Organization must be a nightmare for someone with as many government documents as you. What’s your process for not getting lost in a whirlwind of papers?
Whenever I receive a batch of documents, I immediately report the story the records are based upon so I am fortunate that I do not get lost. However, with more than 1,000 FOIA requests filed and the vast majority still pending, it is challenging trying to recall each and every request. But I do check on my oldest requests every week, and I will email the agencies for estimated date of completion, which under the law they are required to provide me.
In fact, I had sued the FBI and Department of Defense for violating that provision of FOIA, and I won, and they promised to change their policies. This is something that benefits all FOIA requesters and they should know that whenever you file a FOIA (request) you can compel these agencies to provide you with an estimated date of completion and they must provide one.
You FOIA’ed a lot as a freelance journalist. How do you afford paying for requests? Is it possible for an up-and-comer to do it on a shoestring budget?
As a journalist, I am fortunate in that I am entitled to a fee waiver because I am using the documents I request to inform the public, not for any commercial interest. And when I am charged for records, the costs are very minimal. When I am denied a fee waiver, which happens from time to time, I appeal and the decision is almost always reversed.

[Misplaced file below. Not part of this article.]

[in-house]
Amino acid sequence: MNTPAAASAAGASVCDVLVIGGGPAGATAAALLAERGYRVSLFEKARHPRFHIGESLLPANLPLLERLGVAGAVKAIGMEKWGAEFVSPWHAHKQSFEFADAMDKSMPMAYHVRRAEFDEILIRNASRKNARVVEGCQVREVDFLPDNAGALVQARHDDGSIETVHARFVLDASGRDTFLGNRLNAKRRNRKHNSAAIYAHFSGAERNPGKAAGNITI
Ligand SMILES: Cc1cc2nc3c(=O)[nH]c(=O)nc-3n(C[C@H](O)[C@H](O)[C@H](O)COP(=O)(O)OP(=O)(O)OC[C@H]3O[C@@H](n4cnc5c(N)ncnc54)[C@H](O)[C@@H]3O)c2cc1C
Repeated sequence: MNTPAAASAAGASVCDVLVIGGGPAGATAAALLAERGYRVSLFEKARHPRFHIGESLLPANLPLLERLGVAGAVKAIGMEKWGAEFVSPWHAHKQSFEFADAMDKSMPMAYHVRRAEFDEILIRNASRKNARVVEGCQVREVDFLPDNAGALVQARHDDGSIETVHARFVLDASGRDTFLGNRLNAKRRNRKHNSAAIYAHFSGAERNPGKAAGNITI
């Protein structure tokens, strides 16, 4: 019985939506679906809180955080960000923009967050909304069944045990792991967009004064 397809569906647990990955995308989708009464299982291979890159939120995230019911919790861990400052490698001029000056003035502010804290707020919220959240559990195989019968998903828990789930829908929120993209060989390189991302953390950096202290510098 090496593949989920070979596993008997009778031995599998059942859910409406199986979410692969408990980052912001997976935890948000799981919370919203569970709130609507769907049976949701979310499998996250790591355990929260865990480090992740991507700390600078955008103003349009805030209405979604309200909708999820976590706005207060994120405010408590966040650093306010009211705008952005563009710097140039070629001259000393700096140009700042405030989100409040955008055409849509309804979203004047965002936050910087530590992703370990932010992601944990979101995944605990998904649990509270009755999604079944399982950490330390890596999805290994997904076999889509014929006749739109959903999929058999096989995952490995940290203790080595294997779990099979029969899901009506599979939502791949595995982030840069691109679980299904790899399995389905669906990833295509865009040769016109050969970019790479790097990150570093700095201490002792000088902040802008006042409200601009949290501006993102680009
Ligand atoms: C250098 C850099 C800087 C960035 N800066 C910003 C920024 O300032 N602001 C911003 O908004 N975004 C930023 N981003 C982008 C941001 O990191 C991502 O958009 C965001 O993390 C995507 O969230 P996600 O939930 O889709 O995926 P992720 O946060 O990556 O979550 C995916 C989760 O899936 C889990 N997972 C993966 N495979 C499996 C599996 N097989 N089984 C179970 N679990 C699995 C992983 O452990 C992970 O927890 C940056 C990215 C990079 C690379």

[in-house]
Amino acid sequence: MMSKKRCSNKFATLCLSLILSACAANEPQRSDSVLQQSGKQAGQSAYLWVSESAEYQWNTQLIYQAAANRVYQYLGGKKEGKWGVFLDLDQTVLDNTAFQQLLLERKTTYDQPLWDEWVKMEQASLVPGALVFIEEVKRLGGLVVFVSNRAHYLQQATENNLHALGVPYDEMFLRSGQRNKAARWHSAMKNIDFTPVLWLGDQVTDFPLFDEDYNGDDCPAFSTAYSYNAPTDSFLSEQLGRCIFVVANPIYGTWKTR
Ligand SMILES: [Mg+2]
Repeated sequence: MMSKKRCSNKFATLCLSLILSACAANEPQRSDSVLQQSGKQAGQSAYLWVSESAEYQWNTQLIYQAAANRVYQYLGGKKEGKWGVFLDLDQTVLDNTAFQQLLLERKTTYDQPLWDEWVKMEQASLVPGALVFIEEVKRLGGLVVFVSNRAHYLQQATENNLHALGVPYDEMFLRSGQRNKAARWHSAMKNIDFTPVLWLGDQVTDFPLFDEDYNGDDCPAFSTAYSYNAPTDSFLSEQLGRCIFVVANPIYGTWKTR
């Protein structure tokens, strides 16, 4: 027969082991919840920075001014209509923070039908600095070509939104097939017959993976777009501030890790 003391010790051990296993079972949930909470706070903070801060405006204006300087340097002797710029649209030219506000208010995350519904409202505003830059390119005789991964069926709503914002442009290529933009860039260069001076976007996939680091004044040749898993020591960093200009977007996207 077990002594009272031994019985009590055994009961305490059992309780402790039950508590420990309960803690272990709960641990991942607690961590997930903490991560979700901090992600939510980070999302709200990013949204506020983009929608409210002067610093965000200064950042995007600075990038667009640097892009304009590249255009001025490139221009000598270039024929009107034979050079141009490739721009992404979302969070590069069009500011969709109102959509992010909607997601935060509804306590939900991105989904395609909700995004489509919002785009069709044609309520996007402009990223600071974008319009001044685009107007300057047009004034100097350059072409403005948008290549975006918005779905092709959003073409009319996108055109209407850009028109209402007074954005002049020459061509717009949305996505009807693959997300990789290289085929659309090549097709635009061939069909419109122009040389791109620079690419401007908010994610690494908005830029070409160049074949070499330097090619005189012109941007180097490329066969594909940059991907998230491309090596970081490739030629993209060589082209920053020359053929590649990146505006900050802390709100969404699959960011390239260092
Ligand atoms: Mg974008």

Up-and-comers can certainly do this if they can demonstrate that the documents they are seeking will be used by them to form the basis of a news report. I would also advise freelancers who use FOIA to factor costs into their fee (for working with a news outlet).
Now, where this does get expensive is when it moves to the lawsuit stage. I currently have 13 lawsuits against federal and state agencies, and at $400 a pop for each filing fee, it most certainly adds up. As a freelancer, I have factored in these costs into my fee when I pitch a story based on documents I have obtained from my lawsuit; and because the documents themselves have enormous news value, the editors have been willing to cover it because they want to break the news. Additionally, I write about FOIA at Beacon Reader, and the money I have raised through subscriptions has helped pay for these lawsuits.
Filing a lawsuit against a federal agency seems like a daunting endeavor. What would you say to encourage journalists who have hit a wall with their FOIA request?
I would encourage reporters to seek out local reporting organizations that can offer assistance on moving to the lawsuit stage as well as legal labs at universities that have also filed lawsuits on behalf of reporters. Before that, however, I would encourage reporters to contact the FOIA ombudsman at the Office of Government Information Services at the federal level, which mitigates FOIA disputes. Not many reporters, or the public for that matter, are aware this option is available to them.
How necessary is FOIA for an investigative journalist?
I cannot stress enough how crucial FOIA is to investigative journalism, especially in this day and age when the public craves primary source material in the form of documents. What surprises me is that few journalists use it, and I know that because I pour through the FOIA logs agencies produce, and there is a huge disparity between requests from the general public and non-governmental organizations and journalists.